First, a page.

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The French Caribbean - Croissants and Créole

By: James Henderson September 2005

I am sitting under a palm tree with a perfect tropical scene around me … sun, electric blue sea, sand… Yes, this is definitely the Caribbean. And yet I have just been given my change in Euros. Curious. But then, officially, I am actually in France as well as in the Caribbean. 

Where Britain gave most of its former colonies their independence, France took a rather different view and embraced hers more closely. Life in the DOM/TOM (Départements and Territoires d’Outre-Mer) is supposed to be exactly as it is in France, in everything from the cost of a croissant or a Citröen, to service compris and service militaire (or until recently, that was). 

There are an unexpected number of DOM/TOMs: four main Caribbean islands (Martinique, Guadeloupe, St Martin and St Barts), French Guyana in South America, Réunion in the Indian Ocean, the Pacific scatterings of New Caledonia and French Polynesia (Tahiti) and a few other tiny blips such as St Pierre and Miquelon (off Newfoundland in Canada). 

They are emphatically French -- much of what we all love about France is there, alongside a few familiar Gallic annoyances too – but in Martinique and Guadeloupe particularly, you will find that the French way has been adapted into a new and unique, créole way of life. 

There the music is zouk, a bustling, relentless Afro-Caribbean beat which resounds through every bus and bar. They have the French sense of style and coquettish manner, but with a Caribbean sense of fun. The official language is French of course, but the island language is Créole. And there is the same glorification of cuisine. Their apéritif is not a Pernod. It is the petit ponch – white rum, cane sugar, fruit juice and a local lime squeezed to near obliteration. The food is spiced with the East because of the many islanders of Indian descent.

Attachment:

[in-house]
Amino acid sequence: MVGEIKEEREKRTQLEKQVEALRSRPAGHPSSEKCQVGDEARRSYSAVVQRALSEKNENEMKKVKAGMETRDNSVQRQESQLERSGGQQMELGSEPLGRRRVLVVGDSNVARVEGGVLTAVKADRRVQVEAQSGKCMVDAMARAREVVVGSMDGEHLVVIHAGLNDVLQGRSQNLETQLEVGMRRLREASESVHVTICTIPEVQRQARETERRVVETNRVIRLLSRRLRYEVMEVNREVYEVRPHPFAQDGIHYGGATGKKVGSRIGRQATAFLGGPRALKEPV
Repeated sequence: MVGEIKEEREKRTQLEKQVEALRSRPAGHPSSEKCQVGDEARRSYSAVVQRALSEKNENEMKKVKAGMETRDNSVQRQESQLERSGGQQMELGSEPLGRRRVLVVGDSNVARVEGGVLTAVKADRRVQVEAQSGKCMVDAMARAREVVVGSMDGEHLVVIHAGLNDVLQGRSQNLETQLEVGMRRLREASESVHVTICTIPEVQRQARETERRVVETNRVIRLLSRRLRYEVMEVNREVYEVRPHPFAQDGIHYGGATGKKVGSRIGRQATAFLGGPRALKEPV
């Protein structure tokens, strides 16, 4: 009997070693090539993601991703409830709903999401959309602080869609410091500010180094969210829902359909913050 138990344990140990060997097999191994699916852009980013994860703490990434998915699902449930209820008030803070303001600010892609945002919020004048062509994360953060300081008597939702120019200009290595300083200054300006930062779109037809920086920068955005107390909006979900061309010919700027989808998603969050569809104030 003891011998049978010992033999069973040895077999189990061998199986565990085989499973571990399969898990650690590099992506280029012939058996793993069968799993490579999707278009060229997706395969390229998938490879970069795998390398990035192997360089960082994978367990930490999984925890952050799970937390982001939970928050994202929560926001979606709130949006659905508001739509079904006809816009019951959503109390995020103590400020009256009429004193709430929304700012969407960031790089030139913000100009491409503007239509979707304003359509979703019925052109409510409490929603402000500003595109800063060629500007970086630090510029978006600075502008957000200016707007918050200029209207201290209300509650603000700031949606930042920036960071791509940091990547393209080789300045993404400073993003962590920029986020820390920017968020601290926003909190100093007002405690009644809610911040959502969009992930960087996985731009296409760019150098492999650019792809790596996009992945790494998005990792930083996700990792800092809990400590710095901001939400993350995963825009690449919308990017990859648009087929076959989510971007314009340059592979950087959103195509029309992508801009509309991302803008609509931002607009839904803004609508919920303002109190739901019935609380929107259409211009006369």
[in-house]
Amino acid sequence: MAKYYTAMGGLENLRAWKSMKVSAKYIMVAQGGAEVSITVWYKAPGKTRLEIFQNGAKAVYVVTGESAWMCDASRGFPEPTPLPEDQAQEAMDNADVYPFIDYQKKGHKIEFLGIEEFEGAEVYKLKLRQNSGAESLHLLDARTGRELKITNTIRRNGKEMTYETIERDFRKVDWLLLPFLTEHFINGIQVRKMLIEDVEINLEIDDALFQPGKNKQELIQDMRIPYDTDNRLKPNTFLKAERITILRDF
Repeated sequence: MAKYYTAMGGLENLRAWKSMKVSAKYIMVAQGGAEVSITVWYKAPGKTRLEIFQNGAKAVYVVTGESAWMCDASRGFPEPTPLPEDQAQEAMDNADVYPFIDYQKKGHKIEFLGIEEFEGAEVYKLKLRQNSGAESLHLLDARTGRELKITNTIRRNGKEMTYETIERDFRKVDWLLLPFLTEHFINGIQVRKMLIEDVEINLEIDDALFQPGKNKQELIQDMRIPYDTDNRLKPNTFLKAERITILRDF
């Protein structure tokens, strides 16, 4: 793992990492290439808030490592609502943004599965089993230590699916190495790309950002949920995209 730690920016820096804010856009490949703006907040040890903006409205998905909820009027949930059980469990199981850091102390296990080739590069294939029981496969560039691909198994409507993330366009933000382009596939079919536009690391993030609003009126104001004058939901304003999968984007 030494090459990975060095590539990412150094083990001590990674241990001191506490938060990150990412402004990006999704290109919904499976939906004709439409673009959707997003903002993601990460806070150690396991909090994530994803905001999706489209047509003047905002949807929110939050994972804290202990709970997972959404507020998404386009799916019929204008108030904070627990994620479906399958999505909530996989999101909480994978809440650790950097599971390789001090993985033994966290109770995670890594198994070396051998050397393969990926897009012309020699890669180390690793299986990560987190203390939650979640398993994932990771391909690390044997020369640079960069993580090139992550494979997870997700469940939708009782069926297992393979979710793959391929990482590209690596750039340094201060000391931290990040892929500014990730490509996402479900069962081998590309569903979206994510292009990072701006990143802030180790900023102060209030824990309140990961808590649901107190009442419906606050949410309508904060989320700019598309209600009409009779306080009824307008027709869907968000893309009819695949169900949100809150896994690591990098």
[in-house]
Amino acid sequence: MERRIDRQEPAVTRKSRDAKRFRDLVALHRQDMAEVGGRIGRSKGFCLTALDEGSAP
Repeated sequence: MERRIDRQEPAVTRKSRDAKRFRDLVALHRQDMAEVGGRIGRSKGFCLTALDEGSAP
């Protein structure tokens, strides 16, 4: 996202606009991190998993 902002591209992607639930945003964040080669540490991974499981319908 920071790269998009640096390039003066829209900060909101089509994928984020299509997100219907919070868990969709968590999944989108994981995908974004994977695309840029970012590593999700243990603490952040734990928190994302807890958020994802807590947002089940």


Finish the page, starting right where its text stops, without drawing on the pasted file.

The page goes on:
Of course, as Caribbean islands, there are all the beaches that you could want – Grande Anse des Salines on the southern tip of Martinique is fantastic, as are the beaches on the eastern tip of Grande-Terre in Guadeloupe. St Martin and St Barts are fringed with them. There are the sailing grounds around the islands of Guadeloupe – the Saints are some of the prettiest small islands in the region – and there are also fantastically beautiful rainforests and rivers, and reefs for scuba diving. And of course there are hidden coves with rickety bars that have a superb sunset view through the palms. 

But, for those who love France the most memorable moments are tangled meetings, when French and Créole get confused. One evening, after a creole version of the gastronomic steeplechase – an avocado féroce (with a spiced fish filling), z’habitants (crayfish in a broth), a fish ‘blaff’ (seasoned with onion, thyme, peppers and clove) and a rum digestif (rums actually have vintages here, like brandies in Europe) -- I fell in with an after-dinner Martiniquan crowd, the chef and friends. 

One guest, inordinately proud of his French Caribbean heritage (isn’t there something curiously French about that too?), was ranting about a twelve-year old who had told him off for speaking Créole. ‘Bah!’, he said, exasperated, ‘Créole is part of her culture…, it is a way of life, and she calls it a baby language and a decadent culture. I was so angry,’ he said ‘I was like a bottle of Champagne, shaken up and fit to burst!’ 

The choice of simile spoke volumes.